A book published in 1886 on underwater exploration by Edmond Perrier has been transferred to the Cambridge University Library from the Balfour Library:
Les Explorations sous-marines / par Edmond Perrier (8001.c.515)
The description of Perrier on the title page of the book states that he was Professeur au Muséum d’histoire naturelle de Paris, membre de la Commission scientifique d’exploration des grands fonds de la Méditerranée et de l’Atlantique. Based on the title and description of the author, it sounded as though Perrier was the 19th century version of Jacques Cousteau. The book describes the author’s participation in a variety of expeditions, including on the Lightning, the Porcupine, the Travailleur and the Talisman.
A variety of images of underwater life
from Les Explorations sous-marines (8001.c.515)
Not only is the book full of illustrations of underwater life found during the expeditions, but it also has sections describing the methods of exploration– the technology and equipment used. There are also significant sections on societies and cultures encountered during these explorations:
As well as being an explorer, he was an important natural historian and anatomist (in 1879 he became chairman of the Société zoologique de France). He had strong interests in the research of both Darwin and Lamarck. Why, I wondered, had I never heard of him? I have no special knowledge about zoology, but I do see lots of books (especially French ones), and I don’t think I’ve ever seen his name. Furthermore, in part because of Cambridge’s relationship with Darwin, the UL tries to collect widely on the subject of natural history.
Over a dozen books by Perrier are in Cambridge libraries (including the Balfour Library), but we have little or nothing about the man. This seems unlikely for somebody with such an important profile. However, looking on the BNF, there is a similar paucity of sources about his life. In a way, this is reassuring: Cambridge librarians haven’t been missing important works. But why aren’t there any? A mystery.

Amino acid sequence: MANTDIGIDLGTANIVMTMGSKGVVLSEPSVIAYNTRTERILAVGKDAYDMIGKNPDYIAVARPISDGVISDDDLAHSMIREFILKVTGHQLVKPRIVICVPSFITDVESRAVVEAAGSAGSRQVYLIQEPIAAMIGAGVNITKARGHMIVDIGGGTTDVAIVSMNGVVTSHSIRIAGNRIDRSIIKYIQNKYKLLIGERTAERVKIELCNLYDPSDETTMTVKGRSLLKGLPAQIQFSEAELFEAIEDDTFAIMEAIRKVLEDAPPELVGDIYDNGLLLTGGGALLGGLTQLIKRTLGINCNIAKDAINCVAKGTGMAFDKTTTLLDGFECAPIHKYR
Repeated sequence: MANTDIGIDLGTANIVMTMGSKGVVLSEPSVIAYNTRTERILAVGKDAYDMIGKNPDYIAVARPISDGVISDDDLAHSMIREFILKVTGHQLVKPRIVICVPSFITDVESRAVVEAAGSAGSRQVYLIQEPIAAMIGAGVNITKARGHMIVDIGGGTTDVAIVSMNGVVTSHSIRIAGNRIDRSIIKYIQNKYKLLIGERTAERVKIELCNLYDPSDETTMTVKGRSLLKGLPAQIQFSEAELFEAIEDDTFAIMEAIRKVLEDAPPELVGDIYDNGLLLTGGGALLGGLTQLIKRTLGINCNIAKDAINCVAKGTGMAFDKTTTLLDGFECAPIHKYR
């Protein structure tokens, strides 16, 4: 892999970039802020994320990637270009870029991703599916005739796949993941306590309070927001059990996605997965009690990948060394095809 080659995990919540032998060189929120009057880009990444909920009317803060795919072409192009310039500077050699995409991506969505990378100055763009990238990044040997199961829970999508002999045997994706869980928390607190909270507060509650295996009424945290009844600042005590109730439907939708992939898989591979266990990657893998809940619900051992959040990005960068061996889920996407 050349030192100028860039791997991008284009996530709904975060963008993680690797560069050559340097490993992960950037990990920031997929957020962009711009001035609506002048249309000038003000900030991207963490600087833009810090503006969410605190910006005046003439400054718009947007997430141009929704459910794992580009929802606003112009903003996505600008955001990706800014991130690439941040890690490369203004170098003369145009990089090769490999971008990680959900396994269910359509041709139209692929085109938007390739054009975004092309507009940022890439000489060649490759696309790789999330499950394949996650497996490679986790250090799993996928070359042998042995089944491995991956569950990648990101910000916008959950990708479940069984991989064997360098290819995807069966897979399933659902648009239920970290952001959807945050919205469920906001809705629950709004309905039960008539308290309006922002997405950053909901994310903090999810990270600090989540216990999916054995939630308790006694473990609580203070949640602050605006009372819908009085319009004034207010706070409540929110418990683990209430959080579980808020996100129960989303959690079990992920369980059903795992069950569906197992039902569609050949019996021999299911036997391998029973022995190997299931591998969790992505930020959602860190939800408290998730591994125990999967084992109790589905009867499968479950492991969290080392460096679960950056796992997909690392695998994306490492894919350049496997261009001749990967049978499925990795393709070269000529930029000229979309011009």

Filhol’s book includes brightly coloured illustrations
We have other books by French marine biologists of the same period: Henri Filhol, for instance, was also on the expeditions of the Talisman and the Travailleur. Filhol wrote about these expeditions in the exotically titled La vie au fond des mers : les explorations sous-marines et les voyages du Travailleur et du Talisman (MA.15.85). Again, we have no books about Filhol, although again he sounds very important.
Thank you, Josh, that was so interesting and beautifully illustrated.
I agree, those colour illustrations are fantastic! Really vibrant.
Interestingly, these two books shared some illustrations (I can’t remember who, but I think Perrier had been engaged as an illustrator on board the expeditions, and so all the published reports used some of his engravings… or something like that).